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India is now established as one of the leaders in business education in the developing world, with renowned local schools like the Indian School of Business and the Indian Institute of Management, so why are so many Indians still going abroad to study for their MBA? Are there actually any real benefits of studying abroad?
In a word, yes.
As the world shrinks with every passing day, labour markets no longer end at national borders, but are becoming truly global. And nowhere is the fluidity of the workforce more apparent than at the executive and managerial levels.
Ambitious professionals are routinely taking up foreign postings to further their careers and, as competition for the best roles intensifies, they are increasingly looking for a 'short-cut' that will give them accelerated entry into the local business culture. For those willing to combine intensive study with challenging work experience, the most effective short-cut may lie in an MBA or Master of Business Administration programme at a major business school in the target location.
Sachin Tipnis had gained extensive experience of advertising and marketing communications at home in Mumbai, but was keen to take advantage of the huge potential offered by the explosion of the Chinese economy in recent years. He saw an MBA in Hong Kong as an ideal introduction to a career in the area.
"I was looking for a business school, which would give me the knowledge and networking base for the greater China region," he says, "and the University of Hong Kong provided me all that I was looking for to make an entry into this market. The way I look at it, it makes total sense to learn how to conduct business where the business is happening."
Sachin's view of the value of a 'local' MBA is largely shared by Sumith John, currently studying at Macquarie Graduate School of Management in Sydney, Australia. "Before embarking on the MBA I'd worked as an accountant with PricewaterhouseCoopers and Hewlett Packard in India," he says. "I'd undertaken some assignments outside the country in places such as the Philippines, but nothing as far a field as Australia.
"Unless you have unique or very directly relevant skills, it can be hard to break into the Australian market, but choosing an MBA programme 'down under', particularly one like Macquarie's that's so well regarded in local industry circles, gives you the opportunity to develop your career here after graduation."
In order to maximise the return on investment of time, effort and money in an MBA, the key for any potential seems to lie in good forward planning. "You need to be very clear from the start about where you want to work once you have qualified," says Sachin Tipnis.
"If you think that Asia is where the action is, then that's where you need to do your MBA. The MBA experience goes much further than the boundaries of the physical classroom and by being 'on the ground' you get to understand local culture, business practices and market trends and you also start to build up a network of like-minded professionals which will give you a massive advantage over any outsider.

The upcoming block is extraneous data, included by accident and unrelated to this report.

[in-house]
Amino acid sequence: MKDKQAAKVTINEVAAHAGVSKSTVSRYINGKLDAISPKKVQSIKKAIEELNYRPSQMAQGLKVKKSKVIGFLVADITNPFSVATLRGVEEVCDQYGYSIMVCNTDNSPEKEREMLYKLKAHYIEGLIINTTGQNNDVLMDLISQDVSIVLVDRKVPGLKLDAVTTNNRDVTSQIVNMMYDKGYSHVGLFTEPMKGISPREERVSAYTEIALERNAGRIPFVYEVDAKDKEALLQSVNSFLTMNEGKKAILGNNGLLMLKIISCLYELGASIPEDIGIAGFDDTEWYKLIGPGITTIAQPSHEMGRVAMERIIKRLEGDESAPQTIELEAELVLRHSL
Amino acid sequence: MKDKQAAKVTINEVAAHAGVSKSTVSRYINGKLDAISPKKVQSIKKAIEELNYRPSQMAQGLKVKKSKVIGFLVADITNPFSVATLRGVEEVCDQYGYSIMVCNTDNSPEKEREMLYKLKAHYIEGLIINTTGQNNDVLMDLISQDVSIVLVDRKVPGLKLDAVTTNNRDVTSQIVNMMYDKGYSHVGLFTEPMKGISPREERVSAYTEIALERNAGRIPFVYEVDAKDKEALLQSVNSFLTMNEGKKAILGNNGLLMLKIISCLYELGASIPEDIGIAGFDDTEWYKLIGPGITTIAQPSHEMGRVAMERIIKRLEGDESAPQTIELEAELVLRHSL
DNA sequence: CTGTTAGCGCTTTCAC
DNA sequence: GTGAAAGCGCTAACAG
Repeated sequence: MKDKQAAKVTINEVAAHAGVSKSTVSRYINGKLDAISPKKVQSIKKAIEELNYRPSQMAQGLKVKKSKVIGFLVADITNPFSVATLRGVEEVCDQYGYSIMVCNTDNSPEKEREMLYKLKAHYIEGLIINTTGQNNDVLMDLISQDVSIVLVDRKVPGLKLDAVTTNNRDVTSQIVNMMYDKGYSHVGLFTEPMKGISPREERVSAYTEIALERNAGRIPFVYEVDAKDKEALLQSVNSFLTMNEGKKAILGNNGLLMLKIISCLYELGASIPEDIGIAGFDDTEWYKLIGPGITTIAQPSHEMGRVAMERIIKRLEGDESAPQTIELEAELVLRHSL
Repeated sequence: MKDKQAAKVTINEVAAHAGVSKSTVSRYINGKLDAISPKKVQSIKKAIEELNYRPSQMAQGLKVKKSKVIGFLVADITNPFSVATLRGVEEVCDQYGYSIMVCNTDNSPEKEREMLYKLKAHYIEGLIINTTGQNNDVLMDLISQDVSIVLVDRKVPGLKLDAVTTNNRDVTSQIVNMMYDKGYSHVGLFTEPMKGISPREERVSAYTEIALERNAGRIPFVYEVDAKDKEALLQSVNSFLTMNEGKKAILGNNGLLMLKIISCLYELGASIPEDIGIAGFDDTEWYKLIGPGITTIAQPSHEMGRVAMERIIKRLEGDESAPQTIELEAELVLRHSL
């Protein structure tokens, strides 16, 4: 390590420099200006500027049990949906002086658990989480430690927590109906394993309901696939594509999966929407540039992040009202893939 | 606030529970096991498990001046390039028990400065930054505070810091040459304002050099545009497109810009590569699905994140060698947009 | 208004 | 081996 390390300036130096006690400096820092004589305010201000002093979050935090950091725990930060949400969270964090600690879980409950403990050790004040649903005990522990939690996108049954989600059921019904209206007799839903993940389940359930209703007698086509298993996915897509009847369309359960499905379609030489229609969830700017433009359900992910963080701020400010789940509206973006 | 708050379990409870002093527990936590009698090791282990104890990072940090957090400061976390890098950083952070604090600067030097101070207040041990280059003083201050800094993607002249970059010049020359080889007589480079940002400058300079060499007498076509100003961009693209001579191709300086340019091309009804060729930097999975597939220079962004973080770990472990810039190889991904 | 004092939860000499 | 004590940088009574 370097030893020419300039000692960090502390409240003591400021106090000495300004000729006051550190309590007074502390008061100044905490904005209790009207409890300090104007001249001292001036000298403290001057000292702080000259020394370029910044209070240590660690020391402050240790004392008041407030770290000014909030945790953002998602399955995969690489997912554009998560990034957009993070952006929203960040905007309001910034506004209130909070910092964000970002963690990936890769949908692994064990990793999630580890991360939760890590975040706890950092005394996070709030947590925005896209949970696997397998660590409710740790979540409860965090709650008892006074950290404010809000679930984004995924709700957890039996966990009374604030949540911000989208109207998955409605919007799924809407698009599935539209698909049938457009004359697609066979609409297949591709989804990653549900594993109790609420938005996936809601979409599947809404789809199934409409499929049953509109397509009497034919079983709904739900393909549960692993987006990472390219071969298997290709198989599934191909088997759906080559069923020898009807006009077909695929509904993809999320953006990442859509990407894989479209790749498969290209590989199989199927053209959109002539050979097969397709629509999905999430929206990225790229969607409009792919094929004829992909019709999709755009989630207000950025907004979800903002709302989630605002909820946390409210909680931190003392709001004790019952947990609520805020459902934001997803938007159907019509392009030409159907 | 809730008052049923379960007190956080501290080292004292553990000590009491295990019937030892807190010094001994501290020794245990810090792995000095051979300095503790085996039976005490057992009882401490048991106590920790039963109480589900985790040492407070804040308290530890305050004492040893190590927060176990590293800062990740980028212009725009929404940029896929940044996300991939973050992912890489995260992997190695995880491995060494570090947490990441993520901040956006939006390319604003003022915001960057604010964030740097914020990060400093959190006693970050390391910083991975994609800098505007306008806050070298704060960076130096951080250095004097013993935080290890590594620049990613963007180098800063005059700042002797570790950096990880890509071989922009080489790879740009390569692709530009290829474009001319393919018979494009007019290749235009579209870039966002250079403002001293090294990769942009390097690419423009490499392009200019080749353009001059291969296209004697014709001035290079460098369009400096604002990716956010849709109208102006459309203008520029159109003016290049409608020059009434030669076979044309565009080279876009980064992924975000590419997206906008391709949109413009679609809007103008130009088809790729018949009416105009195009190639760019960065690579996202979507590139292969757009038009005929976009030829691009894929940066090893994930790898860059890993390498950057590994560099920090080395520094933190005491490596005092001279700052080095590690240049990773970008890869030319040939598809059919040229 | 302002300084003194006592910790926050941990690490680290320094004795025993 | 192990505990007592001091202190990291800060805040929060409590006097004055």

"I truly believe that, when it comes to business and economic growth, the next decade belongs to Asia and studying and working here is absolutely the right decision for any ambitious executive."
Others look to more tangible reasons for pursuing a degree overseas. "I participated in a degree overseas primarily to enhance my career and future opportunities," says Tommy So, a personal portfolio consultant at the Credit Suisse Group. His experience working in another language, he believes, has certainly enabled him to progress in his chosen career path.
"For me, the benefits of studying abroad are not only about the gaining of an international exchange experience but the improvement of my spoken and written English. Because of this I think studying abroad helped me gain opportunities at some large international companies." Kenneth Lai, assistant to the general manager for a Japan [Images] joint venture manufacturing firm invested in China, completed a degree in the UK in 1994. He concurs with this view: "Studying in English was important -- in fact, grasping English in the UK was even more important in helping me develop an international career."
Tommy and Kenneth's experiences touch on a centrally important reason for the enormous interest in study abroad. The growth in qualifications taught exclusively in the English language, at all levels, reflects the continuing importance of the language in every contemporary international sphere.
Those universities that wish to become active in the lucrative international student recruitment market increasingly have to adapt their existing academic offerings into a completely new medium -- a task not to be taken lightly. Developments in such diverse countries as Finland, the Netherlands and South Korea, where degrees of all kinds are now being taught in English, underline the importance of language to international study.
That said, where students have particular and non-English language ambitions, the international choice is still extremely diverse and as relevant to specific careers in certain country situations.
The opportunity to study abroad is certainly something that all students should consider. The benefits are both significant and tangible and have an impact on many aspects of your life after graduation. Whether it's to gain entry into a specific market or learn a new language, studying abroad should be undertaken for the purpose of enhancing your career and professional future.
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